# Thread: Counting certain characters in recursion

1. ## Counting certain characters in recursion

Hey, I'm trying to write a function that uses recursion to count the number of w characters within a group in an array.

wbbwwbww
bbbbwbww
wwwbbwww
wbwbwwbb
wbwwwbwb
wbbbbwww
wbwbbwww
wbwbbwww

For the first group, there is only 1, the second has 3, and etc. I've made a few attempts that either cannot count all of the characters, count the same area twice, or run an infinite loop.

Any help is appreciated.

3. Code:
```int Process(char spaces[][8], int counter, int &group, int x, int y)
{
if(spaces[x][y] == "w")
{
counter++
if(spaces[x+1][y] == "w")
{
spaces[x][y] = "b";
return Process(spaces[x][y], counter, group, ++x, y);
}
if(spaces[x-1][y] == "w")
{
spaces[x][y] = "b";
return Process(spaces[x][y], counter, group, --x, y);
}
if(spaces[x][y+1] == "w")
{
spaces[x][y] = "b";
return Process(spaces[x][y], counter, group, x, ++y);
}
if(spaces[x][y-1] == "w")
{
spaces[x][y] = "b";
return Process(spaces[x][y], counter, group, ++x, --y);
}
}

else if(x == 8)
{
++y;
x = 0;
return Process(spaces[x][y], counter, group, x, y);
}

else if(y == 8)
{
return 1;
}

else
{
++group;
cout << counter;
return Process(spaces[++x][y], counter, group, x, y);
}
}```

4. That's quite a mess, yes.

1) "w" is a (pointer to a) string literal, and anyway can't be compared with ==. The correct literal would be char, eg: 'w'.

2) Break things up into small, well defined functions. Maybe start with:

void update_counters( char* line, size_t length, int& w_counter, int& b_counter );

Note that the function could be either called within a loop or in some recursive function. Point is, the internal logic wouldn't need to change.

3) Why are you jumping both forward and backward into the string? That's just a recipe for disaster. Just move forward (starting at zero, of course) to simplify things.

4) Perform the bounds checking (8, in this case) *before* you actually process the character. Reason being that if the strings are not null terminated (and in this case, they appear not to be) you'll actually wrap around to the next line, which will just botch your results. And anyway, it's just good form to check bounds before anything else.

5) I'm not really clear what your overall tactic here is, but I think it's safe to say that only one recursive call within the function should be sufficient.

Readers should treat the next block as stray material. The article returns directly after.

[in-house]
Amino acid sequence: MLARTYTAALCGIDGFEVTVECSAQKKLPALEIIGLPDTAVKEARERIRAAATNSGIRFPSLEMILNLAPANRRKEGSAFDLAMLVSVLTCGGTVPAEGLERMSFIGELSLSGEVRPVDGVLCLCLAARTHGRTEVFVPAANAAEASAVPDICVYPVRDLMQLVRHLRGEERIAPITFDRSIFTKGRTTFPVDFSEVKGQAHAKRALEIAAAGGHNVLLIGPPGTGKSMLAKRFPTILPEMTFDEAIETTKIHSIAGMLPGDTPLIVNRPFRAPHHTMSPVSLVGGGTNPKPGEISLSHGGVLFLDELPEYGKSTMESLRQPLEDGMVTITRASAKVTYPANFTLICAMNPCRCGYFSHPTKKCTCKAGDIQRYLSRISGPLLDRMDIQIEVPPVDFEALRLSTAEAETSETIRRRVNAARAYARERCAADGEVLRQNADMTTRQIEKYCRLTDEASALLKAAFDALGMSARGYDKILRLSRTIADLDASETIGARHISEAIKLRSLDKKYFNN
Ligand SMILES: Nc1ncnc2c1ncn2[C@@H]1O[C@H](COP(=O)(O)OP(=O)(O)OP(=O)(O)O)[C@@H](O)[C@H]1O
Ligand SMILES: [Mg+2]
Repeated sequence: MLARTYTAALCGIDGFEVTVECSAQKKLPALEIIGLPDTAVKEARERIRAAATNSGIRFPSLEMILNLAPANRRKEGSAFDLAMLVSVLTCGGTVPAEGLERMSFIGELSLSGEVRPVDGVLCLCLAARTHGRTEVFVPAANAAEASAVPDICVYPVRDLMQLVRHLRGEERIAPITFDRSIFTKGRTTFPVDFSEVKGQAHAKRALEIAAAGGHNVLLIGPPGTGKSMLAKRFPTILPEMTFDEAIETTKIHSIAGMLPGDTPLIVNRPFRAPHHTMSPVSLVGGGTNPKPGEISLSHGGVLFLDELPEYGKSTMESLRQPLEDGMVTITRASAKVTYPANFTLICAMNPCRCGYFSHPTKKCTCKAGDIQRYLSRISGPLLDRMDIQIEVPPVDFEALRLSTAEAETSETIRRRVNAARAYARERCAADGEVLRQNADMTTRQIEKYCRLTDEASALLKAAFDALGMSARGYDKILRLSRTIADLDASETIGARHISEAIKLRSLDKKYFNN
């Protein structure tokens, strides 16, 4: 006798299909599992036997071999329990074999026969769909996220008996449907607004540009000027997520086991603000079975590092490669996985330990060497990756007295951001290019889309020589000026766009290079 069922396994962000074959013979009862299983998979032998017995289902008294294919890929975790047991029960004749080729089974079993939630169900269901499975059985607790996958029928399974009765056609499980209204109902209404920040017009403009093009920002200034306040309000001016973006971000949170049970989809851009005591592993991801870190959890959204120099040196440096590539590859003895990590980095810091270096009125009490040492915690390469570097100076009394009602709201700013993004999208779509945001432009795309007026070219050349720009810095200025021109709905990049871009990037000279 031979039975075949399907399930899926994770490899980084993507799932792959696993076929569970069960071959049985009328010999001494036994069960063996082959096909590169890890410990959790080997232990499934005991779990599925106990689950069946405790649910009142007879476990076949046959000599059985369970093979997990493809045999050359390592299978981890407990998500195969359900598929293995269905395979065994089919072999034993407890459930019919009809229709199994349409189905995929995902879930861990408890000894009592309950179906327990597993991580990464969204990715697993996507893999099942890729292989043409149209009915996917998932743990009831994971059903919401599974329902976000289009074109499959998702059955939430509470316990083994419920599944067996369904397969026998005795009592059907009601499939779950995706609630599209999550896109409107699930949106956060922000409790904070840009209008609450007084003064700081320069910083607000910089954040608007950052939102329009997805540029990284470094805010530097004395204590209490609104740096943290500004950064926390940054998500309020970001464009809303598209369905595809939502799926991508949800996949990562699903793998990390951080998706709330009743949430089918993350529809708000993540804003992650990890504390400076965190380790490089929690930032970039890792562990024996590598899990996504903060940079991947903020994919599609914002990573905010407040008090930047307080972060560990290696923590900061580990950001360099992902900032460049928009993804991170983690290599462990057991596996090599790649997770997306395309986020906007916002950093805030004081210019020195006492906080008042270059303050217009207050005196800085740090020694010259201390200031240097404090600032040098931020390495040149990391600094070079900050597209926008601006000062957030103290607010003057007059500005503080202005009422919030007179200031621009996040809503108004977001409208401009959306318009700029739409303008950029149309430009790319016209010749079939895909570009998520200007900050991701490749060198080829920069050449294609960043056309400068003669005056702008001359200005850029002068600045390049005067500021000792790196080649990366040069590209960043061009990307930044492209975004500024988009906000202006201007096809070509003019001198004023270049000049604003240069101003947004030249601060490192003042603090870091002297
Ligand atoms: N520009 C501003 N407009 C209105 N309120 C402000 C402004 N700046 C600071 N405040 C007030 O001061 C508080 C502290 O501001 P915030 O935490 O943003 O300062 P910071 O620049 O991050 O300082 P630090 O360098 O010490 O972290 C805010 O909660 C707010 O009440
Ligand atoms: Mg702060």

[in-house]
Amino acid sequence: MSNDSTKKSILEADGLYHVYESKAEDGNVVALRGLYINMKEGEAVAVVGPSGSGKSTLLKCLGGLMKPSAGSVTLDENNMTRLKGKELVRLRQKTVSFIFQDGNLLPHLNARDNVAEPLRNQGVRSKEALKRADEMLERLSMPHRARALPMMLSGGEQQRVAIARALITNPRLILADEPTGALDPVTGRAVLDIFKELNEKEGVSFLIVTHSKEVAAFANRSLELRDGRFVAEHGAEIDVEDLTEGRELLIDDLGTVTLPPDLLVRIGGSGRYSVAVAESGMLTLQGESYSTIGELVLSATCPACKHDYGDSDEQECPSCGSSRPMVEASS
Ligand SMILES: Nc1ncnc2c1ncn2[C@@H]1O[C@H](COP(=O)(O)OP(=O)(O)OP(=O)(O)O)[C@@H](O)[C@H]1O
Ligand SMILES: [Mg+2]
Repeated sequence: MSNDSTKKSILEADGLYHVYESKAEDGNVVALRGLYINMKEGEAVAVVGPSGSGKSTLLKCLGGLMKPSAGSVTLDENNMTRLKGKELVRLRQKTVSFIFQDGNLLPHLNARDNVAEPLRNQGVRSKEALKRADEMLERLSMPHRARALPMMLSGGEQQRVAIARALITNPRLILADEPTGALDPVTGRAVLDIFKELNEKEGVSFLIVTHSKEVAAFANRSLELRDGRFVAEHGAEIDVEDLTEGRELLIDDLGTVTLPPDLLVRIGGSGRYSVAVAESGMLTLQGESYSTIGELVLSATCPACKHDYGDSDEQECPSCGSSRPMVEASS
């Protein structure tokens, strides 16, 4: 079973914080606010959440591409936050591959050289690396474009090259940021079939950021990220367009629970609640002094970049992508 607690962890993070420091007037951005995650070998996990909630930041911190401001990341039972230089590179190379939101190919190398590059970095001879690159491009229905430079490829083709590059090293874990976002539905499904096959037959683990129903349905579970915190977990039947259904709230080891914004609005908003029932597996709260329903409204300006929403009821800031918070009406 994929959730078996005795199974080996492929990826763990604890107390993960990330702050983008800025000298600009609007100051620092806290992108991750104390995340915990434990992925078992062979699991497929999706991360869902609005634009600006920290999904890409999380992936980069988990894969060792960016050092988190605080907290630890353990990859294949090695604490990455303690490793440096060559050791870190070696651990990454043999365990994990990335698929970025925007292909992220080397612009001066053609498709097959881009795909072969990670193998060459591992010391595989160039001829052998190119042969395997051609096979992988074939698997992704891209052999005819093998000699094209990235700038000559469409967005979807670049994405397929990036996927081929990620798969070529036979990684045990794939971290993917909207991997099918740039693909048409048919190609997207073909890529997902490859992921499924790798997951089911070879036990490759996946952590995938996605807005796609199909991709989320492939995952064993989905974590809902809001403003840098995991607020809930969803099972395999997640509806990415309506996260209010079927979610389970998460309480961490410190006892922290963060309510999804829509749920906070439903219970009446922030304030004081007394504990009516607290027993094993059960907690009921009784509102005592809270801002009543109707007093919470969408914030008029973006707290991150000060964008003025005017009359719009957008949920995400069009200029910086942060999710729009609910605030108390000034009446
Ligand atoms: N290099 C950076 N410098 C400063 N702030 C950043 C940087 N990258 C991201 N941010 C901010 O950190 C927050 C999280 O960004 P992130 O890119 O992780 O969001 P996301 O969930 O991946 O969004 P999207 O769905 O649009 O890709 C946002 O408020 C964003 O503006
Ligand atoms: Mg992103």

5. As you're using C++, why not use strings and stringstream's? I'm no expert in properly using these but they've been instrumental in processing strings and are far easier to work with than the standard C's string functions like strstr() and strcmp(). They're also a lot safer to use in terms of memory allocations and cleanup not to mention dangling pointers and all kinds of other nasty business involved with pointers.

This, of course, is assuming that your requirements are flexible enough to allow for the use of a different solution to the same problem.

6. They're also a lot safer to use in terms of memory allocations and cleanup not to mention dangling pointers and all kinds of other nasty business involved with pointers.
That is not a valid argument for using/not using strings or stringstream. C++ programmers should already know how to deal with memory and pointers.

The argument for using strings over arrays is simply ease of use and concatenation. The argument for using stringstream over string is that you can treat the stringstream as any other stream and therefore concatenation and string building becomes a snap. The stringstream can also be converted into a string which can then be converted to a C array-style string so it can be used in functions that require those types.

Beware of stringstream in MSVC 2003 and MSVC 2005. 2005 was known to have a leak in it prior to SP1 and I'm almost positive I have enough evidence to support the claim that 2003 has the same leak.